Whether you use a to-do list or Kanban board to manage your tasks, it’s important to have a systematic–and ideally, visual–way to differentiate your most important and urgent tasks from those “nice to haves” without hard-and-fast deadlines. Some teams use T-shirt sizes for this; others use a numeric approach. Figure out what will make sense for your team, and start prioritizing tasks accordingly.
Keep a running list of “later” tasks
You’re in the middle of a project, and you get one of those exciting “big ideas” for a new feature, campaign, or product–what do you do? If you drop everything and dive down a rabbit hole, you might fall behind on your current work. But if you don’t “strike while the iron is hot,” you might lose the inspiration!
One great feature of Kanban boards is that you can use them to brainstorm, plan, prioritize, and execute your work, all in one place. You can create a lane, on the far left of your board, and use it to hold those “half-baked” ideas. But unlike the paper napkin you usually use to jot down ideas, your Kanban board is something you can come back to, ideate on, and then use to create a full-fledged, prioritized card.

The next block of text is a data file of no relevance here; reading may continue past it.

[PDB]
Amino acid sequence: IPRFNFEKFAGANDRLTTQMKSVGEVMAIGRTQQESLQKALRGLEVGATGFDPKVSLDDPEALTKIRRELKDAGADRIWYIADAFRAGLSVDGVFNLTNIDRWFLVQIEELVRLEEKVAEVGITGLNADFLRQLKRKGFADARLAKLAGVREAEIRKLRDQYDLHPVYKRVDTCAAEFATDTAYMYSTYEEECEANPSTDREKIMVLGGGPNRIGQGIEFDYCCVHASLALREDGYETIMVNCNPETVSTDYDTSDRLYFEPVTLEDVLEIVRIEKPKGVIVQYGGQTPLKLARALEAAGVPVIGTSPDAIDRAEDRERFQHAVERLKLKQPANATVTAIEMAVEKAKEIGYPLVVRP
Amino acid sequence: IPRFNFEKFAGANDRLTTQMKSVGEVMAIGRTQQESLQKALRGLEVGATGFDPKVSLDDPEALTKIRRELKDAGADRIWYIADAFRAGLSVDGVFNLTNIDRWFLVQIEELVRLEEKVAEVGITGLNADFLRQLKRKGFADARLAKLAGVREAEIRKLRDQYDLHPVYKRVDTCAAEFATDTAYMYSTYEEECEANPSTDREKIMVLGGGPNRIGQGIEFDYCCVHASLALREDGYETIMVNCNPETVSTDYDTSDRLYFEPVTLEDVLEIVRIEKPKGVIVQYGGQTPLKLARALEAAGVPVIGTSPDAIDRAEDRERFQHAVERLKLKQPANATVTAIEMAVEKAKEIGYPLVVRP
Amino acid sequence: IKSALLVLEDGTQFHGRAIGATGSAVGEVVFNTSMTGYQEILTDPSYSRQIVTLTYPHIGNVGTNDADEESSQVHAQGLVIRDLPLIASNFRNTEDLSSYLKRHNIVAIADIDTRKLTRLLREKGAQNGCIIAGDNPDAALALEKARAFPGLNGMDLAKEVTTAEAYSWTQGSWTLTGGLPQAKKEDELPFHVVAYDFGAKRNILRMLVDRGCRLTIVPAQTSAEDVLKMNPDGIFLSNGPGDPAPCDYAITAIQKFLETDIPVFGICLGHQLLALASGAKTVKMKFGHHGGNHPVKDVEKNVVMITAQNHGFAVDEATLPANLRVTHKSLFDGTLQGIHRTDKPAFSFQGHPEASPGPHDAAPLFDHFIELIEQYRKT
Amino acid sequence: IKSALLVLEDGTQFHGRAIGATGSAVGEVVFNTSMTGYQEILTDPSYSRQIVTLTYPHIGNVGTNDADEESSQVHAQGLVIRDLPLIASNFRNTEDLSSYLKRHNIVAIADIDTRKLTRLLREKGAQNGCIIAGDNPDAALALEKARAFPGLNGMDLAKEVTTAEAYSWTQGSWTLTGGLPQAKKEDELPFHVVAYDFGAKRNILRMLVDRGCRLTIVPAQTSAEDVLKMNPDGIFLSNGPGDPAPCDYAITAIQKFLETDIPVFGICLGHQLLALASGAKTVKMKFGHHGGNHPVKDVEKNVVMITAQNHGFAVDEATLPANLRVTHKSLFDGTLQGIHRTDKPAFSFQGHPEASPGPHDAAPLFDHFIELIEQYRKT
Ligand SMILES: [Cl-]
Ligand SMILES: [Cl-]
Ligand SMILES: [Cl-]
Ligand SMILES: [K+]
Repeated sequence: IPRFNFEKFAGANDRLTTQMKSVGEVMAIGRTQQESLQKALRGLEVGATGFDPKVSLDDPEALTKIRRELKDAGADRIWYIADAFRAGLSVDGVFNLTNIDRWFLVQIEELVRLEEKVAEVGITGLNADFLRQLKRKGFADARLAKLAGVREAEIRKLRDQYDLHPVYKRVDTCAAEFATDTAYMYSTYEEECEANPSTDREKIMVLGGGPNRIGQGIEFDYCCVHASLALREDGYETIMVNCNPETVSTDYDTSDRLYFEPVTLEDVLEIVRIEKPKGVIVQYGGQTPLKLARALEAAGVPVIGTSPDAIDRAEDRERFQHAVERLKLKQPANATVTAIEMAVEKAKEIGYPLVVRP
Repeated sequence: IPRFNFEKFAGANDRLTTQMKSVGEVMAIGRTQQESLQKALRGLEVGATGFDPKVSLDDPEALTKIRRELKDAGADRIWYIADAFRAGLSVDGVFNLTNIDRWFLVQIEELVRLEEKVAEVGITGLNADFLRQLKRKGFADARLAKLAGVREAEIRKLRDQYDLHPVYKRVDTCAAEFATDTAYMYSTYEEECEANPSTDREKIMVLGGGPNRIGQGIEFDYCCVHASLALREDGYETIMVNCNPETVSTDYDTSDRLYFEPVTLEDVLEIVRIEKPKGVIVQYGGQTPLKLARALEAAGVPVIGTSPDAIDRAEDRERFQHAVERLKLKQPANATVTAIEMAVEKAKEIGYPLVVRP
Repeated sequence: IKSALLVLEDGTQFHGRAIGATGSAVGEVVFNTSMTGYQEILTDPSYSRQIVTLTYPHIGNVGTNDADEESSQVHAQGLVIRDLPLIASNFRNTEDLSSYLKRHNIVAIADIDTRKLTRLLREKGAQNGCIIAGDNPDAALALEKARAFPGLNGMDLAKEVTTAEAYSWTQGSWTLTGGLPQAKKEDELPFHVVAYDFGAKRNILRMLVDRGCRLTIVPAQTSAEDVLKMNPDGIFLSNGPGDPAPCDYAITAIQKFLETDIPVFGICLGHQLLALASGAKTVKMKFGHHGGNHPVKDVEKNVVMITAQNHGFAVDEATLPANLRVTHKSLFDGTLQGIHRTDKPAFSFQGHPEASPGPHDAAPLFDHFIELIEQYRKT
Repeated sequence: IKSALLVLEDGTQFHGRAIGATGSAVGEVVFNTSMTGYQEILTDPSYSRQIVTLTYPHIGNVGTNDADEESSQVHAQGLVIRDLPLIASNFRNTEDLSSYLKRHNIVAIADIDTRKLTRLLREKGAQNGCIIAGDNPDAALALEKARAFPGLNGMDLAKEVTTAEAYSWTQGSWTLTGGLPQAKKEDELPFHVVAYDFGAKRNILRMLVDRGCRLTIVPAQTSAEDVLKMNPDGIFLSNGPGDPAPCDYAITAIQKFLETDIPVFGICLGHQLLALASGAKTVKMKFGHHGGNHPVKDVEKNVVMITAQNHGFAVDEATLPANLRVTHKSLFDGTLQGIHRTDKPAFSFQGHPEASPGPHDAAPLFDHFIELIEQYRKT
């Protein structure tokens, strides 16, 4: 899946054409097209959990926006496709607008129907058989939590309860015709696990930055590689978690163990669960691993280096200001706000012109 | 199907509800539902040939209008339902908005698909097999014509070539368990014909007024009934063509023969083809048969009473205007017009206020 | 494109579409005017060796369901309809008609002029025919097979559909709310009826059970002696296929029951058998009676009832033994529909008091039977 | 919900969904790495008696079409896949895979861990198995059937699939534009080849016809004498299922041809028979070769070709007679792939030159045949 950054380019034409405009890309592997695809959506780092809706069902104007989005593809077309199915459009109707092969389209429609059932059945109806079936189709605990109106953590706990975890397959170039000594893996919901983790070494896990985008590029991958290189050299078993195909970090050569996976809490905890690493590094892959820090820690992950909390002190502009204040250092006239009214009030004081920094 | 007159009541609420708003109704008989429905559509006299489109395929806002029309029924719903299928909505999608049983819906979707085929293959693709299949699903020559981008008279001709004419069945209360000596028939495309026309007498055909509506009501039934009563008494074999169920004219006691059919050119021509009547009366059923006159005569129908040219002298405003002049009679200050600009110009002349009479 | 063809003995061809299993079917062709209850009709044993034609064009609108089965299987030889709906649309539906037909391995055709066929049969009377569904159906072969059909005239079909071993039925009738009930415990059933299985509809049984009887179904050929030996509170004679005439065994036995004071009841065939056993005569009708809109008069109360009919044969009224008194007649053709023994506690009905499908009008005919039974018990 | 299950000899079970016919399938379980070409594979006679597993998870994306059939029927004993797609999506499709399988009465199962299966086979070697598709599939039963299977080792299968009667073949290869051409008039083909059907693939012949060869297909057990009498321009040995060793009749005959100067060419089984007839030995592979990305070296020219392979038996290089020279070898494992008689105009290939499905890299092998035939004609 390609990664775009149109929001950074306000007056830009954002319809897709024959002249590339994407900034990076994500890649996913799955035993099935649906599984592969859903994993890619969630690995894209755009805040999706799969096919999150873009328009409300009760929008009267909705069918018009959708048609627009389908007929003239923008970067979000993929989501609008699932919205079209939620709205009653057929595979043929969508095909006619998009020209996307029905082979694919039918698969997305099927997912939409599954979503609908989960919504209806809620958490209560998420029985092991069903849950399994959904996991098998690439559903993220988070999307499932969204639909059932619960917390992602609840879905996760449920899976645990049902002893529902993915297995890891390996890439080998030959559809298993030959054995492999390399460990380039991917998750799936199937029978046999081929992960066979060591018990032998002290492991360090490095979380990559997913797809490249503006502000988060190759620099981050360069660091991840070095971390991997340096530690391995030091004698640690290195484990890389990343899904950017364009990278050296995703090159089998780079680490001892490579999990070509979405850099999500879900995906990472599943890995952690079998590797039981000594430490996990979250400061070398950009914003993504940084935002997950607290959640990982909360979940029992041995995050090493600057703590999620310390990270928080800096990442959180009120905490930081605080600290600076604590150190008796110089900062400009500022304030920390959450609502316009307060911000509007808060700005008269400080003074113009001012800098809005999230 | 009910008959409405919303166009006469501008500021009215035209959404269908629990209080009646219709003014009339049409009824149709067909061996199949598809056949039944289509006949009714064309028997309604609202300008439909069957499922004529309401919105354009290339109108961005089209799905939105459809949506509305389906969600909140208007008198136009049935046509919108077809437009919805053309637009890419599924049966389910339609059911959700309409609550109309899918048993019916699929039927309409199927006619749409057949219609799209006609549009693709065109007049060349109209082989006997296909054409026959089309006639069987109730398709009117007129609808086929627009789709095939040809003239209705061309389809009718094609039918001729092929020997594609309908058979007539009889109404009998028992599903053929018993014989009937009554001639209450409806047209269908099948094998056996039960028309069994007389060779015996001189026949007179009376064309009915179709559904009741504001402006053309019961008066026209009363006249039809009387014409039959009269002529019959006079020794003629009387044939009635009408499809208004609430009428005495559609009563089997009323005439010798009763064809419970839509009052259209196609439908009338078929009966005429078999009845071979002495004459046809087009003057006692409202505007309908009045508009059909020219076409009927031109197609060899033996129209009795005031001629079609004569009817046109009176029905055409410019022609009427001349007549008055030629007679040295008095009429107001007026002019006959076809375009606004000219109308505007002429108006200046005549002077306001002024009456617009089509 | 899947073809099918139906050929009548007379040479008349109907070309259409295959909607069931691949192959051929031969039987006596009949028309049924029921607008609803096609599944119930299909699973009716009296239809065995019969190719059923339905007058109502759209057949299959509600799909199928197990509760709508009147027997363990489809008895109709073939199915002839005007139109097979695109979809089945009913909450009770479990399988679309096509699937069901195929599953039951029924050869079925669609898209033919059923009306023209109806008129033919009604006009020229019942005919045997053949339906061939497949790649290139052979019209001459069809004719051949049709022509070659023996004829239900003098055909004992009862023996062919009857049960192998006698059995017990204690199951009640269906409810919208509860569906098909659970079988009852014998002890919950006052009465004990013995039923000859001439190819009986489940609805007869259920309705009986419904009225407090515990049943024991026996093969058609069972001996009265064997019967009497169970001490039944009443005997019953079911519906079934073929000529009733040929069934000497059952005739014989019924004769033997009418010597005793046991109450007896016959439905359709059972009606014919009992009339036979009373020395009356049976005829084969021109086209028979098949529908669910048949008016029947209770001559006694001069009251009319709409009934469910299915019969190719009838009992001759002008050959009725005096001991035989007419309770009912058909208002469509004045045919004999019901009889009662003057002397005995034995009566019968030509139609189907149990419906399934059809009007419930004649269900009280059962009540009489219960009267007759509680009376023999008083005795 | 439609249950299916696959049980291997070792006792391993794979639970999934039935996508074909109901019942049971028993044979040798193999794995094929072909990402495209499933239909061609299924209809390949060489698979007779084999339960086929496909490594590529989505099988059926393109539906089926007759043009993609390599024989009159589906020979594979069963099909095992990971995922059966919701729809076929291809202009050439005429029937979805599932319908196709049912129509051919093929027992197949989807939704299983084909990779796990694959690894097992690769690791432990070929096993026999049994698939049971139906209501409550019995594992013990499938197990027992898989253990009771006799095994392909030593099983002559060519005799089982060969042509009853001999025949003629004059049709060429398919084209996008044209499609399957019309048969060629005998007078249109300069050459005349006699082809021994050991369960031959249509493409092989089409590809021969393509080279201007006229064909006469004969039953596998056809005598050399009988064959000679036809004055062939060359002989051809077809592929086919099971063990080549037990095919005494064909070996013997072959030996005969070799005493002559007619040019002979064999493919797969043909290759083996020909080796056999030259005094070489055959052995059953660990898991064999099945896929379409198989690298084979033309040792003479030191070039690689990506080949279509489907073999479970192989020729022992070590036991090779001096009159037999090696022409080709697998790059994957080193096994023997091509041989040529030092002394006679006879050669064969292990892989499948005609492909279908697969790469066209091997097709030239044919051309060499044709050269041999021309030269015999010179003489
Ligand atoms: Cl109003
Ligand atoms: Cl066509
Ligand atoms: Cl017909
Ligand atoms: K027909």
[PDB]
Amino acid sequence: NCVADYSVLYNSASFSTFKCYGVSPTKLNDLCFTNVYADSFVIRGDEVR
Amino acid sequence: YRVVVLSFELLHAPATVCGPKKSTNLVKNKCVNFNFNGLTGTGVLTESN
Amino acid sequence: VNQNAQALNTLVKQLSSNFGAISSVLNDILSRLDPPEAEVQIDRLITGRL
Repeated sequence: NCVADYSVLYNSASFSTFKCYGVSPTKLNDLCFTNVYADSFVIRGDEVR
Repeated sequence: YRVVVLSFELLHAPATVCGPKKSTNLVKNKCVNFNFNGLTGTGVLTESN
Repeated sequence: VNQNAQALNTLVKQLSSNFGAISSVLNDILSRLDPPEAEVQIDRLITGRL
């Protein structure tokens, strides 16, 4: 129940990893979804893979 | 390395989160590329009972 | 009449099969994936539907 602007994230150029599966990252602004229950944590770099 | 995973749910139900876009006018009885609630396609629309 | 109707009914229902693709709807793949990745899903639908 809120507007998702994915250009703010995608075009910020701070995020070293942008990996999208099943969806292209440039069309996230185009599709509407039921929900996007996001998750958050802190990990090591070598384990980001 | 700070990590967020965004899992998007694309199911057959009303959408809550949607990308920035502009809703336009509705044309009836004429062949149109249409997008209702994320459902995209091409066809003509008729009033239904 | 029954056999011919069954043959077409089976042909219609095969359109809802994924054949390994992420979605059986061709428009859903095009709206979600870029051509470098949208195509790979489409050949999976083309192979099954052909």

Focus on / measure flow
If you really want to improve your workflow, you need metrics to measure your performance. There are several ways to measure workflow, such as throughput, lead time, cycle time, and others. You can measure these manually, or, if you’re using a digital Kanban tool like LeanKit, you can set your board up to collect those metrics for you.
Start by gathering baseline data about your current performance, then set a reminder to review your metrics every few weeks or months. Be sure to make note of when you implement specific improvements, so you can understand cause / effect relationships.
For more information on Kanban — plus a list of 10 Kanban-inspired tips your team can start using today to improve focus and flow — download our ebook: Kanban 101: Supercharge your team’s productivity with visual project management.